In 2011, I wrote this piece suggesting that maybe Petco had been done and dusted by PetSmart, a fact that was supported by the data at the time.  While PetSmart remains the dominant player from a financial perspective, Petco has certainly made up ground, producing slightly better same-store-sales than PetSmart over the latest twelve month reported period. That said, it could be argued that Petco is poised for a better near term run for the following reasons:

  • Store Format.  Petco currently operates 130 Unleashed stores in addition to their 1,279 Petco locations.  Unleashed units are 5,000 square feet and currently located in 14 major urban markets. They target a premium customer who values a small box specialty experience. These stores also appeal to a Millennial customer who often lives in an urban center.  Based on our experience, leading small box pet concepts are experiencing growth rates in excess of 15% percent (many of them are producing 20%+ growth), providing Petco exposure to a higher growth segment of the market. Further, Millennials are the fastest growing category within pet ownership. Unleashed units also provide Petco an opportunity to have a specialized merchandise mix, which allows them to embrace emerging brands earlier in the lifecycle. Notably, as part of its go-public preparations, Brad Weston, who was previously President of Unleashed, was made President of the company.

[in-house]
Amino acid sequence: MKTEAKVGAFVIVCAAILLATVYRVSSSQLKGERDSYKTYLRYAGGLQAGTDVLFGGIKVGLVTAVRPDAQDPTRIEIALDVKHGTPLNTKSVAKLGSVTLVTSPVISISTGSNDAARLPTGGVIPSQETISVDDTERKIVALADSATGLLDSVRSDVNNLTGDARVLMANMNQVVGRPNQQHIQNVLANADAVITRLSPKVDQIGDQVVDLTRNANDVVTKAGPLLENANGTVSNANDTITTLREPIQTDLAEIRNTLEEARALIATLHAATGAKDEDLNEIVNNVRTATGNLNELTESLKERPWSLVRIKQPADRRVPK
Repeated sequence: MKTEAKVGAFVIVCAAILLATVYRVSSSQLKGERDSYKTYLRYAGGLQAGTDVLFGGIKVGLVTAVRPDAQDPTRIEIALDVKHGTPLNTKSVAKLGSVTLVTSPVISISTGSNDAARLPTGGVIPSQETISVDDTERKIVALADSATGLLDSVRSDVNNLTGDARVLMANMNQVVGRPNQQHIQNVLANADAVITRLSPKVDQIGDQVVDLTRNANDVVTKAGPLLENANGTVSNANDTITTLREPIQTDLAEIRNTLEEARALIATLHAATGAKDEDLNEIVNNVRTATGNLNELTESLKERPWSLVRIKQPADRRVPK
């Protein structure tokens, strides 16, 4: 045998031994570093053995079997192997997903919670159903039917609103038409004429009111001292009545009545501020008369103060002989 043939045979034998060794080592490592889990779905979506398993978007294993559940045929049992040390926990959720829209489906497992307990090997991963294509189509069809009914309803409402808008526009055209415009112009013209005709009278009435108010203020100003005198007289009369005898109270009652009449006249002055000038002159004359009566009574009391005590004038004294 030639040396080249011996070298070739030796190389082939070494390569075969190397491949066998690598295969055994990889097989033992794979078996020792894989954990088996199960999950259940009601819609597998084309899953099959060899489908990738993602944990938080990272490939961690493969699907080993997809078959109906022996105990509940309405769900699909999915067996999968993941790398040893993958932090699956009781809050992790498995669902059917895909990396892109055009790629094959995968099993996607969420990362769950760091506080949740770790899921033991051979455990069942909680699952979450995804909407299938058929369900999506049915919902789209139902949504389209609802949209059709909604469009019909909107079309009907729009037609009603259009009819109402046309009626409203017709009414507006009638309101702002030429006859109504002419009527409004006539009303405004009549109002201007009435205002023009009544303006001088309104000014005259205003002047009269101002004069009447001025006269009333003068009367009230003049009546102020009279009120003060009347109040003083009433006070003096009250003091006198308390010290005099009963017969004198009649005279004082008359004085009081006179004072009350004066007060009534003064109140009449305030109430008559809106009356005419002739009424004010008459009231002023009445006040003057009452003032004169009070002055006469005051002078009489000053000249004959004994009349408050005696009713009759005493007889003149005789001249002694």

• Digital Assets. Petco’s .com properties generated $185 million in Net Sales in the first half of fiscal 2015.  While it is hard to validate the company’s claim that they have the largest integrated ecommerce offering in pet specialty, we also have no reason to dispute the assertion.  Of greater significance is the fact that throughout the growth of pet food supplies online, Petco has maintained control over its digital assets and made significant investments in technology to enhance both customer engagement and omnichannel capabilities.  Petco is currently implementing technology that will facilitate cross-selling across physical and online properties as well as enable same-day delivery.  Additionally, the company is making investments in store resident technology to offer endless aisle support.  Finally, Petco has partnerships with major online properties such as Instacart and Rover.com that augments its digital footprint and offerings.  As online grows in pet, Petco is well situated to benefit.